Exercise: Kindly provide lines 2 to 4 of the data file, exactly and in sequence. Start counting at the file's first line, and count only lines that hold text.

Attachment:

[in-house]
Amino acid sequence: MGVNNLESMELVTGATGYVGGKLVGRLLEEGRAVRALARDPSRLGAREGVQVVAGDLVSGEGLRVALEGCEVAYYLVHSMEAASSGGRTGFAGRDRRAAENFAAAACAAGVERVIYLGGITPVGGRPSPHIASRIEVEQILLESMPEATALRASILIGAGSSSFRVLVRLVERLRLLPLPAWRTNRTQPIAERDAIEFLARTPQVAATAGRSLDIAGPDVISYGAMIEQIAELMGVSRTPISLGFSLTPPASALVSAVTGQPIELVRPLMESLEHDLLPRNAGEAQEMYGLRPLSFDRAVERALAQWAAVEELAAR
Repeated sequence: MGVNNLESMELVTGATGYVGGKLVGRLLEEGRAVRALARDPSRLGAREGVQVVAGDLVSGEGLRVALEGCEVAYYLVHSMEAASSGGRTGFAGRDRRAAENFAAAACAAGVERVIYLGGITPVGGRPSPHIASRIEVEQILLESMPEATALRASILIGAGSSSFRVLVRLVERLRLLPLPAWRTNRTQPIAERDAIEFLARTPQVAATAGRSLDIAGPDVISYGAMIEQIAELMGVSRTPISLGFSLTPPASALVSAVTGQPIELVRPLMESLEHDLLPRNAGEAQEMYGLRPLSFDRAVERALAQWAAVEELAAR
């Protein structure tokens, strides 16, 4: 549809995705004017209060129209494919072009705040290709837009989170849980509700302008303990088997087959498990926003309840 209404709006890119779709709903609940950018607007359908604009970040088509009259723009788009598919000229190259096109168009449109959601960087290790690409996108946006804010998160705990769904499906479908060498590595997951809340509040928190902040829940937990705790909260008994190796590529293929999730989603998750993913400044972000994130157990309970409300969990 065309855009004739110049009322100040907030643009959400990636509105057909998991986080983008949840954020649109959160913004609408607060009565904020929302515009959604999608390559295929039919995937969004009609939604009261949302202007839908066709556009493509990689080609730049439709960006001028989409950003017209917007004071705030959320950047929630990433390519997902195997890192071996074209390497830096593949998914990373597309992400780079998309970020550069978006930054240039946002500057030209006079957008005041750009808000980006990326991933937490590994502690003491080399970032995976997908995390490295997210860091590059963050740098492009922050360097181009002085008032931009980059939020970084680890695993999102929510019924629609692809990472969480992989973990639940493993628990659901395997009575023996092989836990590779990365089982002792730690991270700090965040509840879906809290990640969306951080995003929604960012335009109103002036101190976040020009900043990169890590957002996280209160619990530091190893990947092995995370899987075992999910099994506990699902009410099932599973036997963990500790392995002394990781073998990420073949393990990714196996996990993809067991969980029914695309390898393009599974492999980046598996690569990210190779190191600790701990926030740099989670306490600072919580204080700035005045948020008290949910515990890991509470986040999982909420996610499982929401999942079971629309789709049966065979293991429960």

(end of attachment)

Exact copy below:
Amino acid sequence: MGVNNLESMELVTGATGYVGGKLVGRLLEEGRAVRALARDPSRLGAREGVQVVAGDLVSGEGLRVALEGCEVAYYLVHSMEAASSGGRTGFAGRDRRAAENFAAAACAAGVERVIYLGGITPVGGRPSPHIASRIEVEQILLESMPEATALRASILIGAGSSSFRVLVRLVERLRLLPLPAWRTNRTQPIAERDAIEFLARTPQVAATAGRSLDIAGPDVISYGAMIEQIAELMGVSRTPISLGFSLTPPASALVSAVTGQPIELVRPLMESLEHDLLPRNAGEAQEMYGLRPLSFDRAVERALAQWAAVEELAAR
Repeated sequence: MGVNNLESMELVTGATGYVGGKLVGRLLEEGRAVRALARDPSRLGAREGVQVVAGDLVSGEGLRVALEGCEVAYYLVHSMEAASSGGRTGFAGRDRRAAENFAAAACAAGVERVIYLGGITPVGGRPSPHIASRIEVEQILLESMPEATALRASILIGAGSSSFRVLVRLVERLRLLPLPAWRTNRTQPIAERDAIEFLARTPQVAATAGRSLDIAGPDVISYGAMIEQIAELMGVSRTPISLGFSLTPPASALVSAVTGQPIELVRPLMESLEHDLLPRNAGEAQEMYGLRPLSFDRAVERALAQWAAVEELAAR
């Protein structure tokens, strides 16, 4: 549809995705004017209060129209494919072009705040290709837009989170849980509700302008303990088997087959498990926003309840 209404709006890119779709709903609940950018607007359908604009970040088509009259723009788009598919000229190259096109168009449109959601960087290790690409996108946006804010998160705990769904499906479908060498590595997951809340509040928190902040829940937990705790909260008994190796590529293929999730989603998750993913400044972000994130157990309970409300969990 065309855009004739110049009322100040907030643009959400990636509105057909998991986080983008949840954020649109959160913004609408607060009565904020929302515009959604999608390559295929039919995937969004009609939604009261949302202007839908066709556009493509990689080609730049439709960006001028989409950003017209917007004071705030959320950047929630990433390519997902195997890192071996074209390497830096593949998914990373597309992400780079998309970020550069978006930054240039946002500057030209006079957008005041750009808000980006990326991933937490590994502690003491080399970032995976997908995390490295997210860091590059963050740098492009922050360097181009002085008032931009980059939020970084680890695993999102929510019924629609692809990472969480992989973990639940493993628990659901395997009575023996092989836990590779990365089982002792730690991270700090965040509840879906809290990640969306951080995003929604960012335009109103002036101190976040020009900043990169890590957002996280209160619990530091190893990947092995995370899987075992999910099994506990699902009410099932599973036997963990500790392995002394990781073998990420073949393990990714196996996990993809067991969980029914695309390898393009599974492999980046598996690569990210190779190191600790701990926030740099989670306490600072919580204080700035005045948020008290949910515990890991509470986040999982909420996610499982929401999942079971629309789709049966065979293991429960």